Abby Lu’s parents, both from the Philippines, encouraged the 23-year-old Taipei university graduate to pursue music, different from the groundswell of Taiwanese families that push their children toward salaried jobs. The songwriter-guitarist in a local band is trying for a first album and is getting attention for performances at a Taipei shopping mall.
Taiwanese friends used to ask searching questions when Ms. Lu would take calls from home in Tagalog, she recalls. Now, she says, they “don’t really care.” New immigrants and a bolder mixed-race young adult population will polish Taiwan’s unique identity, she forecasts.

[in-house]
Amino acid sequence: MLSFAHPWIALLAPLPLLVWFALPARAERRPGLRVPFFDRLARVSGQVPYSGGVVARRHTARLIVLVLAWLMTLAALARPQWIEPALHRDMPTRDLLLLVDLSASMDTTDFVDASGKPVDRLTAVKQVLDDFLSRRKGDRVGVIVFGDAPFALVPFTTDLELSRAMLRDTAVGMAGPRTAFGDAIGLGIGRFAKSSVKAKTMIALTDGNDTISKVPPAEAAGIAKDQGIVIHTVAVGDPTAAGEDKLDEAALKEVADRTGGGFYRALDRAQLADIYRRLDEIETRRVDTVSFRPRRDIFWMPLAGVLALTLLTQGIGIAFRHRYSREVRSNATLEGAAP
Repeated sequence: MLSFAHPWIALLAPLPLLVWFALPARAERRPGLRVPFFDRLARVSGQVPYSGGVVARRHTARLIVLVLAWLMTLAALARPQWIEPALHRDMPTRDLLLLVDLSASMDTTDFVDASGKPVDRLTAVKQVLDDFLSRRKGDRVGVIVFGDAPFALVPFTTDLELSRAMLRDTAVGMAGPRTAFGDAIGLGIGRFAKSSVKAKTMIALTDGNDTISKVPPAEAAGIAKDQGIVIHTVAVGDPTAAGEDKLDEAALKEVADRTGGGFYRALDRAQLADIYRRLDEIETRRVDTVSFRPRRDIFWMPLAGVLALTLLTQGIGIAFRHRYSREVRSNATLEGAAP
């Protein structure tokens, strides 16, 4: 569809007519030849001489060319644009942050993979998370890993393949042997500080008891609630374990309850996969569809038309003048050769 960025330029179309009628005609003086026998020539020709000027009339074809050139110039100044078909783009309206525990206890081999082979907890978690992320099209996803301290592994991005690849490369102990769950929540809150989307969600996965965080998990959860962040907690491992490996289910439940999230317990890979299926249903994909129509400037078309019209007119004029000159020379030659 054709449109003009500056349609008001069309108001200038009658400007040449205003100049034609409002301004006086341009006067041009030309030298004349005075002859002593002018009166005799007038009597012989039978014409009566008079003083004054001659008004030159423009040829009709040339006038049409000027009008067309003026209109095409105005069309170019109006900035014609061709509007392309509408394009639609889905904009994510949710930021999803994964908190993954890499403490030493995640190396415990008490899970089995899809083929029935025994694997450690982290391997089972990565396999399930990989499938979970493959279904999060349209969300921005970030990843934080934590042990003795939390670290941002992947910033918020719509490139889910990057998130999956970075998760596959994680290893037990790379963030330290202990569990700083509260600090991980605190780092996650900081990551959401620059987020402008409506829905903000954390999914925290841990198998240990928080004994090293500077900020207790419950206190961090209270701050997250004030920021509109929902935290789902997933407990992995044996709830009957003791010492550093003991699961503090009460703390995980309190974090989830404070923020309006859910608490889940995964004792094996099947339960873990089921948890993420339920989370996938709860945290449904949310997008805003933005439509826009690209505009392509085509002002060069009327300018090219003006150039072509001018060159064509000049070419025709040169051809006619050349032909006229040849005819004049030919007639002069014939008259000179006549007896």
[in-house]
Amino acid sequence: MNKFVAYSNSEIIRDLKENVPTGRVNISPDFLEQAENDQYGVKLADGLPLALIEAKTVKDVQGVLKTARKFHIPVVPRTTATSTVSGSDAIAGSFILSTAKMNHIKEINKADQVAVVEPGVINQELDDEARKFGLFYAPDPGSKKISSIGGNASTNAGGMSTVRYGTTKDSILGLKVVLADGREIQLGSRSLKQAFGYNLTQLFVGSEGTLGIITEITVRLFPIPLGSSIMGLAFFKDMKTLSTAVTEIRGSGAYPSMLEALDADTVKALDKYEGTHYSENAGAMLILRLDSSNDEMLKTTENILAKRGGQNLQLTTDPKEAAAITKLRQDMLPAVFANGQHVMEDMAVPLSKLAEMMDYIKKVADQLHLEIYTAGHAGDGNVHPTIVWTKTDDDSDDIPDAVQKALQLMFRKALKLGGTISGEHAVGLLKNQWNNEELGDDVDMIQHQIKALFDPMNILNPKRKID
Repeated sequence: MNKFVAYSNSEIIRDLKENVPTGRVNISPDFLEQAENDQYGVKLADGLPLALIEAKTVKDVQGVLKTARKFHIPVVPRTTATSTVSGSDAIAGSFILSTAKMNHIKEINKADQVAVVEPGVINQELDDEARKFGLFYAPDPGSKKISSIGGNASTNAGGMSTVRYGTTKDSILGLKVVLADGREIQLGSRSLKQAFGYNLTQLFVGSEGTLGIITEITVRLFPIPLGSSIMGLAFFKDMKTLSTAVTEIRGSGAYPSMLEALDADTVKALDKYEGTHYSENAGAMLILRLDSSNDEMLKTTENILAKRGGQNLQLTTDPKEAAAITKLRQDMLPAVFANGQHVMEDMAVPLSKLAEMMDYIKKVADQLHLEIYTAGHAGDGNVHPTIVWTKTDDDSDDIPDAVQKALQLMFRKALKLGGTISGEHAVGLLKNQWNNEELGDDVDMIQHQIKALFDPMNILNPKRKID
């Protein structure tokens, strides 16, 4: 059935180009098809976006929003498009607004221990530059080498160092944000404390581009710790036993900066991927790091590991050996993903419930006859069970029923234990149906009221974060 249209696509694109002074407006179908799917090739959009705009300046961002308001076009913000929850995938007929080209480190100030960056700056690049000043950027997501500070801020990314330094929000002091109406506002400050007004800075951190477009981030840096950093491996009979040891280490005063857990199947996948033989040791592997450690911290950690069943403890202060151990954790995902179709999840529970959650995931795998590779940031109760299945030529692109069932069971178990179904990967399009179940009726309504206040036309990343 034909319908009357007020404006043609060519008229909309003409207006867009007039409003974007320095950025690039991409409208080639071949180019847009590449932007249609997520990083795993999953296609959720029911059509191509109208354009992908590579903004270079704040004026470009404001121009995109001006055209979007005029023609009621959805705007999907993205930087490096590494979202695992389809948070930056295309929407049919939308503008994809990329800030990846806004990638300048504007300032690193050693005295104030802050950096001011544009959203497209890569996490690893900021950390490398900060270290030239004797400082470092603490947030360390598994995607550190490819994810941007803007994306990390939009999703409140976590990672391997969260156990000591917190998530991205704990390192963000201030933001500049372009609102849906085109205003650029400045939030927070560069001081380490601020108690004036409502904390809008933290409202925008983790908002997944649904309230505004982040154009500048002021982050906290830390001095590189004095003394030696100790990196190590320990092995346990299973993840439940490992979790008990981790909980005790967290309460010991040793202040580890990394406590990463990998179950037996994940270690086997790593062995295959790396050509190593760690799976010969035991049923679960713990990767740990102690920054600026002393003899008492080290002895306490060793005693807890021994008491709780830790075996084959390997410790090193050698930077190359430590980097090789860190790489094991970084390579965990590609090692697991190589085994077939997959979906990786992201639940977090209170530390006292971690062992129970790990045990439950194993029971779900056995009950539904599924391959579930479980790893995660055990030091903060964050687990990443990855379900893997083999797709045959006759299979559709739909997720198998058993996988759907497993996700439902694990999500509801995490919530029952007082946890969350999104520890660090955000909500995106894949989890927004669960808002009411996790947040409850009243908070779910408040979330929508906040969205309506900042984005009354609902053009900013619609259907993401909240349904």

“If more foreigners come to Taiwan, they will know more about the Taiwanese and understand them better, and the more they understand, the more those countries will see Taiwan as an independent country,” she says.
Political movements seeking ways for Taiwan to stand up to China may also point to the mixed-race younger generation.
“The green political leaders might try that, though I’m not sure, so it’s an interesting question,” says Lin Chong-pin, a retired strategic studies professor in Taiwan, referring to Taiwan’s political faction that opposes the KMT and supports increased self-rule.